Press Release

Pew Commission Holds a Briefing on Industrial Scale Farm Animal Production

  • January 30, 2008

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Amidst growing concern about so-called “superbug” illnesses and the decreasing effectiveness of antibiotics to treat infections, Hill staffers, advocates and journalists gathered today to hear from public health and medical experts about the links between this emerging threat and the overuse of antibiotics in industrial food animal production.
 
Members of the Pew Commission on Industrial Farm Animal Production (PCIFAP) explained how antibiotics, which are antimicrobials, including those commonly used to treat infections in humans, are added to animal feedstocks in large scale commercial facilities to promote growth and uniformity in food animals such as poultry, pork, and cattle.  The excessive use of such antibiotics for non-therapeutic purposes is contributing to the mutation of certain bacteria and selection of forms that are increasingly resistant to these drugs.  As more and more bacteria become resistant due to widespread low level use of antibiotics, they can transfer that resistance amongst the wider pool of bacteria in the environment, increasing the likelihood that a person will contract an infection caused by resistant bacteria.
 
Though the U.S. and most other countries do not keep records on the amounts of antimicrobials used in agricultural feed (feed formulations are considered confidential business information under U.S. law), most estimates suggest that agricultural feed use accounts for between 30% and 70% of total antimicrobial production in the U.S.
 
“We continue to lose the ability to treat certain human and animal infections with drugs that were once effective,” said Commissioner Michael Blackwell, former dean of the University of Tennessee, College of Veterinary Medicine, and a retired Assistant Surgeon General of the United States Public Health Service.  “An important step for all to take is to eliminate all unnecessary uses of antimicrobials.”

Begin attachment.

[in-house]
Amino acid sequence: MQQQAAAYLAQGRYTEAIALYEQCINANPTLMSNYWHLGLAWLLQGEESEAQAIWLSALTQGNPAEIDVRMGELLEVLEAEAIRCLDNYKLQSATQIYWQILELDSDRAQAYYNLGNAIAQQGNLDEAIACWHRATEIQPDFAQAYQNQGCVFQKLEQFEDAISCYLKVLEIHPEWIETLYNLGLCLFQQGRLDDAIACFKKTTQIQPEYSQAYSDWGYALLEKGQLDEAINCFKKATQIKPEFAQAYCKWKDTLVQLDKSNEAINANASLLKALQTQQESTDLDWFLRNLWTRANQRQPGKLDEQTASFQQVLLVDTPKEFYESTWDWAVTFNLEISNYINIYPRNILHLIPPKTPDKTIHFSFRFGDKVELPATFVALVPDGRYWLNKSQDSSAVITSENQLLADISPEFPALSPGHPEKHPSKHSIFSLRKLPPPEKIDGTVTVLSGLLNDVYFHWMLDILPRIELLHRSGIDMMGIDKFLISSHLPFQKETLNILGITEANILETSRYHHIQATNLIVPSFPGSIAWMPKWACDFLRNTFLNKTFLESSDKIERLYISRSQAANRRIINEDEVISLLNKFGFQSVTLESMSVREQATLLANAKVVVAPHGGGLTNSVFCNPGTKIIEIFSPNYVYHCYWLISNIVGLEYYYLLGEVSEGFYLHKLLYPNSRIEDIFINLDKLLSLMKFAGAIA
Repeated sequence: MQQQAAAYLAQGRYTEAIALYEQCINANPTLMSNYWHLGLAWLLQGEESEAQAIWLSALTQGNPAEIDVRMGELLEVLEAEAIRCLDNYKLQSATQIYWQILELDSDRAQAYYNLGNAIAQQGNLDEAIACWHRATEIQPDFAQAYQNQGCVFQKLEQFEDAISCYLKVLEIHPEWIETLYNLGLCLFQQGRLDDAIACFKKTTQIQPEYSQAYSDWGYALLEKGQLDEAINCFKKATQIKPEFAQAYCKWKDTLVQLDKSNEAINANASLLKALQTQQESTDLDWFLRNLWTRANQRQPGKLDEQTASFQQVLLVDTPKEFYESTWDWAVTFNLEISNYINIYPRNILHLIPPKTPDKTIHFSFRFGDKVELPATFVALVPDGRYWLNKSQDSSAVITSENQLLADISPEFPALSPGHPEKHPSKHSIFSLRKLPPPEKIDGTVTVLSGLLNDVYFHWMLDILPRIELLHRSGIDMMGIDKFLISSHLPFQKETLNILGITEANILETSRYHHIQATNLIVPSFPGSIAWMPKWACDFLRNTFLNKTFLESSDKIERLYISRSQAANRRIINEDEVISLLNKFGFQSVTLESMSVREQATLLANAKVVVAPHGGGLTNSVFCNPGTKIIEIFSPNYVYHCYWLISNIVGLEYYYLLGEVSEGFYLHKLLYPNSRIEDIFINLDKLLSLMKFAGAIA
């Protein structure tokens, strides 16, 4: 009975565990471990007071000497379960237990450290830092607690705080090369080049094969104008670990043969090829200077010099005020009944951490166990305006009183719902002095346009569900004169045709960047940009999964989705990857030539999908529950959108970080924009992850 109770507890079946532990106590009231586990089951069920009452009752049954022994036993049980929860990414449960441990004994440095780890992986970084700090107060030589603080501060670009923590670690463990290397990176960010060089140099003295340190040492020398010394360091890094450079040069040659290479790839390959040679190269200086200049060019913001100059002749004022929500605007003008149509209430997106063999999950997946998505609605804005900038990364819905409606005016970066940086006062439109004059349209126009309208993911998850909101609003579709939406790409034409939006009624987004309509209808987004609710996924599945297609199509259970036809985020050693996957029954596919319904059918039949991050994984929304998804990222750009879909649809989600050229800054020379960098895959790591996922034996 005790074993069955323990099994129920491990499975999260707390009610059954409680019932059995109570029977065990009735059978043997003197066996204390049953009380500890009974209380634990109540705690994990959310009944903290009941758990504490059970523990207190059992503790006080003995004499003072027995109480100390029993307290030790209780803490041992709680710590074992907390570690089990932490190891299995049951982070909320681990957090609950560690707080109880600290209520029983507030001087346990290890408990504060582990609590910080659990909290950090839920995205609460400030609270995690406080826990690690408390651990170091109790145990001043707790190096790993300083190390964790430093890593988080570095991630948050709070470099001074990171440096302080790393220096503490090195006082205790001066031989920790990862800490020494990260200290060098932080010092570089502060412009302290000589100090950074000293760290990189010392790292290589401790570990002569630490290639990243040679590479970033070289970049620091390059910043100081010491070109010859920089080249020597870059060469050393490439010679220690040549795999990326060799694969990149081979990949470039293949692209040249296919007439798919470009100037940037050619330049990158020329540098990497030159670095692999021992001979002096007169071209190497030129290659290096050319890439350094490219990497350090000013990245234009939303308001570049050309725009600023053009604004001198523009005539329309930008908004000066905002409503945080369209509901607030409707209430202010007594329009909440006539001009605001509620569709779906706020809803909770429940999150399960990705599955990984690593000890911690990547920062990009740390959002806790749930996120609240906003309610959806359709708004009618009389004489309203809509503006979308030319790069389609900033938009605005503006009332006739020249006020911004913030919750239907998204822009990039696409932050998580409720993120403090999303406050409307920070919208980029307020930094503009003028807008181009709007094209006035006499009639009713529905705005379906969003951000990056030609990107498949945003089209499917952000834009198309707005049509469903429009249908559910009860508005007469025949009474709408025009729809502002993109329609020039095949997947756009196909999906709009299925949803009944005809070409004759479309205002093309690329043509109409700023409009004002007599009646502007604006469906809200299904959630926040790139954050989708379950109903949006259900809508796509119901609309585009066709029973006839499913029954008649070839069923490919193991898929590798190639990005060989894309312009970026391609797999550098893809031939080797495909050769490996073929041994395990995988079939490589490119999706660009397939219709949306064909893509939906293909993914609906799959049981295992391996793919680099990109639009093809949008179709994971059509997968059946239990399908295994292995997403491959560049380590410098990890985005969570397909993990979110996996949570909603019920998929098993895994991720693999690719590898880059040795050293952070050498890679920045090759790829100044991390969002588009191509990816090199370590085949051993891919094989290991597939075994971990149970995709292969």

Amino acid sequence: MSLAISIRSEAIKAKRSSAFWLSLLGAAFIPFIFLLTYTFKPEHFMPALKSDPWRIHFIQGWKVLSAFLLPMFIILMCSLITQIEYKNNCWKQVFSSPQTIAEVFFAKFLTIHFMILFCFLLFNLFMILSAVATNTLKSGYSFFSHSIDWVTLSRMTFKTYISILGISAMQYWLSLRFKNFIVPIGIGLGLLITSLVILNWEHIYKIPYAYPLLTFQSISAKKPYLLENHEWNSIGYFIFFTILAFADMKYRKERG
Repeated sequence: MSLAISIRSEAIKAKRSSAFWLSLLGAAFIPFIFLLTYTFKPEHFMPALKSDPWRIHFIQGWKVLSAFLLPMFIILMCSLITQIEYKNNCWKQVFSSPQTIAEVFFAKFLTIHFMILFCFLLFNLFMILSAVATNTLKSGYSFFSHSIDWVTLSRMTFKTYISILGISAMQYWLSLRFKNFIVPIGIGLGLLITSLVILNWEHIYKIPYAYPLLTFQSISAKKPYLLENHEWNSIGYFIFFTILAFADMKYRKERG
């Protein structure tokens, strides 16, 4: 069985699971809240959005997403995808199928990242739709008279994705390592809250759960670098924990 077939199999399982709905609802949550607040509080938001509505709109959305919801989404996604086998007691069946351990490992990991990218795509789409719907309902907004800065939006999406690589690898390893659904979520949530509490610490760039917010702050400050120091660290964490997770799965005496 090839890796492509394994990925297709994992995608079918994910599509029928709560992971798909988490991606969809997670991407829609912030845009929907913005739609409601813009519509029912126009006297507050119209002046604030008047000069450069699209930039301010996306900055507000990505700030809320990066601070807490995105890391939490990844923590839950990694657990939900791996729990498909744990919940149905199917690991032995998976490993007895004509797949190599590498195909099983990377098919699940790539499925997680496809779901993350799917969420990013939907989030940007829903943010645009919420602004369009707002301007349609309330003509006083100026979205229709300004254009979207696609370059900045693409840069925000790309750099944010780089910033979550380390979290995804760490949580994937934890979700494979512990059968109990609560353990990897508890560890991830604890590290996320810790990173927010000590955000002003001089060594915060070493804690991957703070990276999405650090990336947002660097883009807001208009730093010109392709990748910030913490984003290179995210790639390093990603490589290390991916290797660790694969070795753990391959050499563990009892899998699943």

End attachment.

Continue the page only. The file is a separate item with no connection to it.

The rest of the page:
Recent headlines about the rise in cases of hard-to-treat MRSA infection (methicillin-resistant Staphylococcus aureus) underscore the hazard of antimicrobial resistance. Antibiotics and antimicrobials once considered miracle drugs that are now weakened or ineffective against many types of bacteria include ciprofloxacin (used to treat anthrax exposure), penicillin, erythromycin, and vancomycin.
 
The problem of antibiotic resistance calls into question the safety of a system in which non therapeutic use of antimicrobials is the norm, as well as the safety of the products that result from a system that requires such wide-spread antibiotic use.
 
“Antimicrobials are a precious resource whose benefits extend to individuals and populations - and whose misuse affects individuals and populations. Any use of antimicrobials, whether in people, plants, or animals has an impact on bacteria,” said Commission member Dr. Mary Wilson, Associate Clinical Professor of Medicine at Harvard Medical School and Associate Professor of Population and International Health at the Harvard School of Public Health.  “We have a shared responsibility to use them wisely for the benefit of all.”
 
The Pew Commission was convened in 2005 to study the impacts of dramatic changes in animal agriculture in America over the past 40 years.  The decline of the family farm and the concentration of the industry into a relative few large corporations has meant greater efficiency and lowered costs for producers. In the poultry industry about 99 percent of all broiler chickens are produced under contract with only about 50 companies in the U.S. It's estimated that the 10 largest companies produce more than 60 percent of all the broilers.
 
But this shift has also brought environmental, public health, and socioeconomic problems, such as the threat posed by antibiotic resistance.  Today's event was the first in a series of Capitol Hill issue briefings on these risks and challenges, and will culminate in the public release on April 29 of a set of recommendations to address them. The PCIFAP's  two-year study encompassed site visits to production facilities across the country, consultation with industry stakeholders, public health, medical, and agriculture experts, public meetings, and peer-reviewed technical reports.

For more information visit the Pew Commission on Industrial Farm Animal Production Web site.

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Justin Kenney

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